College fair aids students in international studies

By Daniel Ocon

Students from Lane and all over the Chicagoland area gathered Nov. 30 at Hyatt Place O’Hare to attend the International College Options Fair, hosted by International College Options, or ICO.

ICO is a non-profit organization that that seeks to educate families and counselors on options for American high school students who want to go overseas, according to their website.

At the Fair, ICO hosted 39 representatives from colleges all around the world, from England to New Zealand, to present information about their schools and their application process.

One student who attended the event was Lauren Sobieski, a junior from Lincoln Park High School. Sobieski, who wants to attend university in Europe, said that the fair is an opportunity she couldn’t miss.

It is a bit difficult trying to find opportunities considering that going outside the country is not something usually done by most kids,” Sobieski said. “But my counselor has been helping me a lot and actually. It’s because of [their] recommendation [that] I came here today.”

Sobieski stated she wanted to go to Europe in order to gain a better selection of colleges.

“I want to go into the arts and drama fields, and I think going international will get me better opportunities,” Sobieski said.

She also said that cost plays into her decision.

“Some of the college tuition’s that I saw are way cheaper than what they are here,” Sobieski said.

The idea of going out of the country for college interests many students at Lane as well.  Alejandro Gonzalez, Div. 082, said that he wants to go to school overseas.

“I will be able to get EU citizenship which would decrease the cost, which is good,” Gonzalez said. “Europe is an interesting place and I would love to live there.”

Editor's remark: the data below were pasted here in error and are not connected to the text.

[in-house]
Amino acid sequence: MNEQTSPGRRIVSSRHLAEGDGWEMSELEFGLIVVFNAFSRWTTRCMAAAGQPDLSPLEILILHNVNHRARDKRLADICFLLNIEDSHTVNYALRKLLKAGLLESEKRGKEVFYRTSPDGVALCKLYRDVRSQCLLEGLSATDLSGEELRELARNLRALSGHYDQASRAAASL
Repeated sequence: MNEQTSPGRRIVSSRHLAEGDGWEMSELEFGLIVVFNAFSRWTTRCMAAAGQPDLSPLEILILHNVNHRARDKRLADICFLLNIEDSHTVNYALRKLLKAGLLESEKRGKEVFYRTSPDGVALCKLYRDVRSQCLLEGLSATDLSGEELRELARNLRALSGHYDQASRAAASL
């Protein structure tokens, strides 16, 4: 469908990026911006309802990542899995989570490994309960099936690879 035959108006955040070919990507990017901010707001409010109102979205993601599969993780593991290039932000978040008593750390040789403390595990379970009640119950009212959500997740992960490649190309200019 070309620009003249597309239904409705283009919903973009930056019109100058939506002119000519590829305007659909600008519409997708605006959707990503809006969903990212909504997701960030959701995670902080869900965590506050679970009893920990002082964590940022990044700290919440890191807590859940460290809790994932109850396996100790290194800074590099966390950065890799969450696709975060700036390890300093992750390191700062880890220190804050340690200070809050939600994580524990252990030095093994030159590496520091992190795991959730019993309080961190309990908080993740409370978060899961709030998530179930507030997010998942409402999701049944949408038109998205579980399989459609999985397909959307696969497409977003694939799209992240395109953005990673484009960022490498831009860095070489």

Gonzalez said that he wishes to attend the University of Helsinki, located in the capital of Finland, an institution known for its courses in the Finnish, Swedish, and English languages.

Ms. Console, is the school’s strongest authority on colleges overseas. According to Ms. Console, Lane had three out of a thousand students in last year’s graduating class enroll in a college outside of the US.

“We have a very rigorous curriculum here at Lane, so our students are very well prepared, not only for US colleges but also for international schools,” Console said. “Plus, our students are not only recruited by our US schools but also international schools who have been coming to our college rep visits and during our college nights.”

For students that want to attend schools in Canada like McGill University, Console said that their application is very similar to US applications, if not the same, and students can apply to Canadian schools the same way they can apply to US schools; through the Common App process.

But for universities outside of North America, the application process can be very different.

“Every country is a little bit different so you have to navigate that,” Console said. “You have to partially navigate that on your own, but your counselor can help you out with what’s required and what materials you have to submit.”

Along with the application process, the academic system in Europe can also be different with a majority being of European universities being highly focused on the major chosen.

“[In the US,] the first two years you can explore to find your major. But, in the European system, you have to know what you want to study,” Console said. “You’re in it right away and it tends to be a lot cheaper, but it’s usually a two or three year program and it’s very specialized so if you don’t know your major quite just yet or you don’t know what to study, it will be more challenging and you will have to spend a lot more time there.”

But a large factor for successful students overseas, according to Ms. Console, is their own character. Students going overseas have to be willing to adapt and cooperate with a multitude of different cultures within a single classroom.

“The ones who are best for international schools are the ones who are independent, who love the adventure,” Console said. “They have to thrive in that kind of environment.”